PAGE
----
A day in the life of a Physiotherapist

By Therapy Focus

What does a Physiotherapist do? We asked Therapy Focus Physio, Jordan Hitch to tell us about a recent day at work.

8:30am – 9:00am

I arrive at Therapy Focus’ Cockburn office to finish a Therapy Service Summary document. The document informs the National Disability Insurance Agency (NDIA) what I have been working on with a customer who is a participant in the National Disability Insurance Scheme (NDIS) over the past six months. I reflect on the activities we did to develop his high-level dynamic balance (for tasks which requires greater than average balance capabilities) and mark his goal of walking up 5 steps safely while carrying a small box as complete.

9:00am – 10:00am

I head over to South Lake Primary School, which is just around the corner from the office. I meet an 8 year-old boy I’ve been working with who has cerebral palsy. As we are warming up I ask about his recent trip to Busselton with his family and he tells me about playing at the beach with his brothers. During the session, we practice getting around the school yard in his walker, working on achieving greater distances before he needs to rest. We also practice throwing objects onto the lawn and leaning forwards to collect them again, as this is his favourite activity to develop his trunk strength.

10:00am – 10:30am

I hop in the car and head down to our Kwinana office. I do a lot of driving so I have always have a favourite playlist, podcast or audiobook handy. This time I choose to listen an audiobook called ‘The Science of Storytelling’ by Will Storr and think about how I can make some of my stories more engaging for different audiences.

10:30am – 11:30am

I arrive at the Kwinana office and say a quick hello to the admin staff and therapists. Kwinana is a busy office and I see a few of my colleagues darting into therapy rooms for speech and physiotherapy appointments. I grab one of the available desks and begin an equipment application for a customer with Spina Bifida who needs a new slide board. I work on the application, attaching photos, assessment evidence and a quote obtained from a supplier, before sending it off to our Assistive Technology Team for approval. The specialist team will review the application to ensure I have met all criteria before sending it to the NDIA for consideration.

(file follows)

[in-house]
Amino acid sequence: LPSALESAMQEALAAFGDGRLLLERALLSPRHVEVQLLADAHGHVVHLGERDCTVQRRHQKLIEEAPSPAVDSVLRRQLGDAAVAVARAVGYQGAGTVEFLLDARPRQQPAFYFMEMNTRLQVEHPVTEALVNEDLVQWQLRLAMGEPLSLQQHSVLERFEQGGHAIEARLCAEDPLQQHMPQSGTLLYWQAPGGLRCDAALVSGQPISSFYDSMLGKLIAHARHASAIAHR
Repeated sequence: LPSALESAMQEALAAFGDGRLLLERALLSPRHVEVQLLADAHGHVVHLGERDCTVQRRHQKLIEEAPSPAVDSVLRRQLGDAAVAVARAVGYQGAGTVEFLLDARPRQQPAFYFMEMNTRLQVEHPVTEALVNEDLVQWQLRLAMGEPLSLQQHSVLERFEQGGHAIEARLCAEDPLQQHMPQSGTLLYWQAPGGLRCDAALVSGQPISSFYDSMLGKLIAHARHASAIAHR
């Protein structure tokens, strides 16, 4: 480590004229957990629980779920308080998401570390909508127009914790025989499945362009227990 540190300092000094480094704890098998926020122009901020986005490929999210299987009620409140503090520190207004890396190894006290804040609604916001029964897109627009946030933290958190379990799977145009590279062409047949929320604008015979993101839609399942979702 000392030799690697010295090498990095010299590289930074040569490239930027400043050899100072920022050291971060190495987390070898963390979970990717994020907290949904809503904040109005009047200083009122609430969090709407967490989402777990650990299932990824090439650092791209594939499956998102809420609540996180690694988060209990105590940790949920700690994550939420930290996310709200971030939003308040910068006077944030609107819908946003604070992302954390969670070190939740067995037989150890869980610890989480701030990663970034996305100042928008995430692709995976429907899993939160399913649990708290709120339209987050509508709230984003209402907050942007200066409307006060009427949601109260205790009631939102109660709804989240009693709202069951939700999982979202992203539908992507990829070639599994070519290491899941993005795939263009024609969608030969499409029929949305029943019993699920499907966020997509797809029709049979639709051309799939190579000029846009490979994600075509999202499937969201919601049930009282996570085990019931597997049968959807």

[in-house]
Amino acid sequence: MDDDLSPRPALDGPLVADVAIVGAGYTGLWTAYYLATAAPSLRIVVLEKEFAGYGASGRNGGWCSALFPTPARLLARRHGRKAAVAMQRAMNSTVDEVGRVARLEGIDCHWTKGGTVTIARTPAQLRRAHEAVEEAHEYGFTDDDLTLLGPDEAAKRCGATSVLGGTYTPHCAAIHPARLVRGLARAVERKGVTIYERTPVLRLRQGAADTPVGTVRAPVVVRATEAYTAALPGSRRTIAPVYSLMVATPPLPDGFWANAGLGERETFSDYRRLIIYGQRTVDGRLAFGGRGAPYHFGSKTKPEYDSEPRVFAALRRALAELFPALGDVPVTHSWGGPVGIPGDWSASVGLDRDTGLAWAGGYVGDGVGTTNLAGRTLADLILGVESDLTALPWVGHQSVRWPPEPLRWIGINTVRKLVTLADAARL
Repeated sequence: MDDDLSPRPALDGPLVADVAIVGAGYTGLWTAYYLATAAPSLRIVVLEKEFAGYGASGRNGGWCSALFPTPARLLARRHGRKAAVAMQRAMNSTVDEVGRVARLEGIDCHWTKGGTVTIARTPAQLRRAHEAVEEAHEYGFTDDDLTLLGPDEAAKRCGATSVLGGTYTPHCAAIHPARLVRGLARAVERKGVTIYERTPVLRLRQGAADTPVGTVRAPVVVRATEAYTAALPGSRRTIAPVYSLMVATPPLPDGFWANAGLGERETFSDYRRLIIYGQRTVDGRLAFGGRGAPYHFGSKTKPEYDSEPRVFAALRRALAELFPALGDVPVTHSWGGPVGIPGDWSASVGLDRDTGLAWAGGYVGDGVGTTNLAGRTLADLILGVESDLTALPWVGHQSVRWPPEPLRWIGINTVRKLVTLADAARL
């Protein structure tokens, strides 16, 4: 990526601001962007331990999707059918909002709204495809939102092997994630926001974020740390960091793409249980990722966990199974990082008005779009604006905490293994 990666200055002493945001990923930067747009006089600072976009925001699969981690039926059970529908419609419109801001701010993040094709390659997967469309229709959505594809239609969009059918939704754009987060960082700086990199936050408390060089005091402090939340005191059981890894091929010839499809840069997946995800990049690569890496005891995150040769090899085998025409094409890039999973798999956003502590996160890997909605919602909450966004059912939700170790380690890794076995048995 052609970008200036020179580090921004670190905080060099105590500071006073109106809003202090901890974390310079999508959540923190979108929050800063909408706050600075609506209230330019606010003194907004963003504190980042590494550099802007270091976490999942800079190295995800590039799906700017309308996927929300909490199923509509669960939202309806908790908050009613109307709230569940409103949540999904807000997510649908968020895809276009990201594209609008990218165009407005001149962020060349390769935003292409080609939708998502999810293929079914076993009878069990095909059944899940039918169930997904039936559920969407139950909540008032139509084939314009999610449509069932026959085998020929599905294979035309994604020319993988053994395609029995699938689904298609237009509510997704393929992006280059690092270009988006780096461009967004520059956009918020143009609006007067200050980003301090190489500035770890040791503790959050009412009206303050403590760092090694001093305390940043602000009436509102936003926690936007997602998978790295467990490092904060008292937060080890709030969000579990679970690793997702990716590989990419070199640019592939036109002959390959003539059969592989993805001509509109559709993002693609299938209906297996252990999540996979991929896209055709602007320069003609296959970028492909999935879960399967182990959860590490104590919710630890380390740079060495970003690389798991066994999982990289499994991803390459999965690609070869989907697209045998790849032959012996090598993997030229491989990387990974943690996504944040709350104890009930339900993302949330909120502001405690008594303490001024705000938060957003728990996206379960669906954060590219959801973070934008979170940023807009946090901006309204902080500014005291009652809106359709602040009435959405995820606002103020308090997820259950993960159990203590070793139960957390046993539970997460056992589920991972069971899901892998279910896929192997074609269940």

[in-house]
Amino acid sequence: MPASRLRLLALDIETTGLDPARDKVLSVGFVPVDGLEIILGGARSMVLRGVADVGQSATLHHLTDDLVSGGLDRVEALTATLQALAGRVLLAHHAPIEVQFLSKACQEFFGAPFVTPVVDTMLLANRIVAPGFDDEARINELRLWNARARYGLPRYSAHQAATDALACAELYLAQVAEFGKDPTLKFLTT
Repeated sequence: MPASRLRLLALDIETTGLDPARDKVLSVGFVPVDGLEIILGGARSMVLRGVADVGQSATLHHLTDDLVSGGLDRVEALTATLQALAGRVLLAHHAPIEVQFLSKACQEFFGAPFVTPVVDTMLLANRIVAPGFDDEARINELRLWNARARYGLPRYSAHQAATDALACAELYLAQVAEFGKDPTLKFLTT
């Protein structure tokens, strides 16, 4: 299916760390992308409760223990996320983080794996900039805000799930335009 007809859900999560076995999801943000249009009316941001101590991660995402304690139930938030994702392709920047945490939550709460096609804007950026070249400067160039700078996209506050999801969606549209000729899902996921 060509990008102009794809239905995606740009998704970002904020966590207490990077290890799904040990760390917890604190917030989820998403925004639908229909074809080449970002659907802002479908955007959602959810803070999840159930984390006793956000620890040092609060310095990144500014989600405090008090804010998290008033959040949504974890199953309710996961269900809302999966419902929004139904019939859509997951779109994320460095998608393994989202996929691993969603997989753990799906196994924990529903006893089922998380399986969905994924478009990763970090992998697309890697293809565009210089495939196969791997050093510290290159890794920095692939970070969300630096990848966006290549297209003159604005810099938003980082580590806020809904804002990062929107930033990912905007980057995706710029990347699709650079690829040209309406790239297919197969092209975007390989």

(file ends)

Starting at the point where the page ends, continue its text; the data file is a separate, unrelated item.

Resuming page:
11:30am – 12:00pm

I quickly head into the lunch room to grab an early lunch. Today’s lunch is chicken salad, which I eat while listening to my colleague tell me a funny story about a terrible date he went on. I finish up lunch and then go find a psychologist colleague who I will be facilitating a therapy session with.

Therapy Focus Physiotherapist, Jordan Hitch helping a young boy with dwarfism

12:00pm – 1:00pm

We arrive at the Kwinana Community Gym and find our shared customer warming up on the treadmill. Our customer has mental health disorders, including schizophrenia and depression. While my psych colleague checks in with him, I review his exercise diary and consider what changes I might make today to further improve his health and work towards his goal of losing weight. We work collaboratively in the gym and make improvements in several weights including leg press, tricep dips and seated rows. The customer is happy with his recent progress and we conclude the session with a discussion about how he feels calmer and more in control on days that he has exercised.

1:00pm – 1:30pm

I jump in the car and head back to the Cockburn office for my next appointment. This time I listen to the Squiz Today podcast, which is short summary of the news in the past 24 hours.

1:30pm – 2:30pm

My next appointment is at a group home with two brothers. Both had a stroke many years ago and now use powered wheelchairs to get around. I have received a handover from an occupational therapist in our therapy team, who wants me to observe the brothers using a standing hoist due to concerns that they might need more supportive equipment. I assess them using the standing hoist and note how they rely heavily on the hoist to move them from sitting to standing. After a few attempts to correct the transfer, which are unsuccessful, we all speak about the options for trialling different equipment. We decide to trial a full hoist, which I will need to arrange with a supplier as soon as possible.

2:30pm – 3:00pm

I drive to Cockburn ARC, a community leisure centre which is also home to the Fremantle Dockers AFL team. On the way over I listen to one of my playlists.

3:30pm – 4:30pm

My final session for the day is with a 13 year-old boy with cerebral palsy. I meet his mum and his two support workers at the hydrotherapy pool and we all change and head into the water. We lower my customer into the water using the ceiling hoist. When we are all safely in the pool I start a stretching program, demonstrating to his mum and support workers how to best move his body for pain relief and to offload sore joints. At the end of the session we play games, pretending to splash one another and practise assisted kicking.

physiotherapist supports boy with cerebral palsy in pool

At Therapy Focus, our physiotherapists help people with disability maintain or improve their movement and mobility to maximise function and participation. Learn more about our physiotherapy services.

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